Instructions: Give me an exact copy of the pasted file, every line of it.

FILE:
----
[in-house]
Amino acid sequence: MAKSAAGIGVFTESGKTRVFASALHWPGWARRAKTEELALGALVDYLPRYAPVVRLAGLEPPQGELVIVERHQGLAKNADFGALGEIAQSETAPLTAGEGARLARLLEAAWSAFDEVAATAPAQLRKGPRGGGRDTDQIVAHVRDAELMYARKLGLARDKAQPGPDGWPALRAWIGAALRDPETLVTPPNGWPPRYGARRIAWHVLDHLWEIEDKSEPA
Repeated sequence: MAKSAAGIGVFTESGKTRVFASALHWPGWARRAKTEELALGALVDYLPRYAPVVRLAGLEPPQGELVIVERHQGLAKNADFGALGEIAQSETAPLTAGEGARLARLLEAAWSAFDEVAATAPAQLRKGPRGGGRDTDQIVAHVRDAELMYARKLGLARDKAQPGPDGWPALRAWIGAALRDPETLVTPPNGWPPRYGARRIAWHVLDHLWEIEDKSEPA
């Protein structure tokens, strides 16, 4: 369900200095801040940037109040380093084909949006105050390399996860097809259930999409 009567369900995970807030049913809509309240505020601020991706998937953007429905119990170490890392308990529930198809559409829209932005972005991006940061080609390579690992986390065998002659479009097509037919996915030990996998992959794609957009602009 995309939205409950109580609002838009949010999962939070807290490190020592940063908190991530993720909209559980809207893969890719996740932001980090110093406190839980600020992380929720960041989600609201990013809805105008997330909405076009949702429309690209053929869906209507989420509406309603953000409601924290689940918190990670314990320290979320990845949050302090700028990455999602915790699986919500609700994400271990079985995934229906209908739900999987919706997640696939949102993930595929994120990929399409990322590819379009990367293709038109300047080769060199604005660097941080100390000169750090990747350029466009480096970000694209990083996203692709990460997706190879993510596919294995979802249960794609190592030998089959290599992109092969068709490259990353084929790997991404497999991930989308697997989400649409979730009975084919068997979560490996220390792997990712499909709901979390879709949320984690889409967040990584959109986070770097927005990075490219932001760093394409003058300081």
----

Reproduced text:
[in-house]
Amino acid sequence: MAKSAAGIGVFTESGKTRVFASALHWPGWARRAKTEELALGALVDYLPRYAPVVRLAGLEPPQGELVIVERHQGLAKNADFGALGEIAQSETAPLTAGEGARLARLLEAAWSAFDEVAATAPAQLRKGPRGGGRDTDQIVAHVRDAELMYARKLGLARDKAQPGPDGWPALRAWIGAALRDPETLVTPPNGWPPRYGARRIAWHVLDHLWEIEDKSEPA
Repeated sequence: MAKSAAGIGVFTESGKTRVFASALHWPGWARRAKTEELALGALVDYLPRYAPVVRLAGLEPPQGELVIVERHQGLAKNADFGALGEIAQSETAPLTAGEGARLARLLEAAWSAFDEVAATAPAQLRKGPRGGGRDTDQIVAHVRDAELMYARKLGLARDKAQPGPDGWPALRAWIGAALRDPETLVTPPNGWPPRYGARRIAWHVLDHLWEIEDKSEPA
């Protein structure tokens, strides 16, 4: 369900200095801040940037109040380093084909949006105050390399996860097809259930999409 009567369900995970807030049913809509309240505020601020991706998937953007429905119990170490890392308990529930198809559409829209932005972005991006940061080609390579690992986390065998002659479009097509037919996915030990996998992959794609957009602009 995309939205409950109580609002838009949010999962939070807290490190020592940063908190991530993720909209559980809207893969890719996740932001980090110093406190839980600020992380929720960041989600609201990013809805105008997330909405076009949702429309690209053929869906209507989420509406309603953000409601924290689940918190990670314990320290979320990845949050302090700028990455999602915790699986919500609700994400271990079985995934229906209908739900999987919706997640696939949102993930595929994120990929399409990322590819379009990367293709038109300047080769060199604005660097941080100390000169750090990747350029466009480096970000694209990083996203692709990460997706190879993510596919294995979802249960794609190592030998089959290599992109092969068709490259990353084929790997991404497999991930989308697997989400649409979730009975084919068997979560490996220390792997990712499909709901979390879709949320984690889409967040990584959109986070770097927005990075490219932001760093394409003058300081």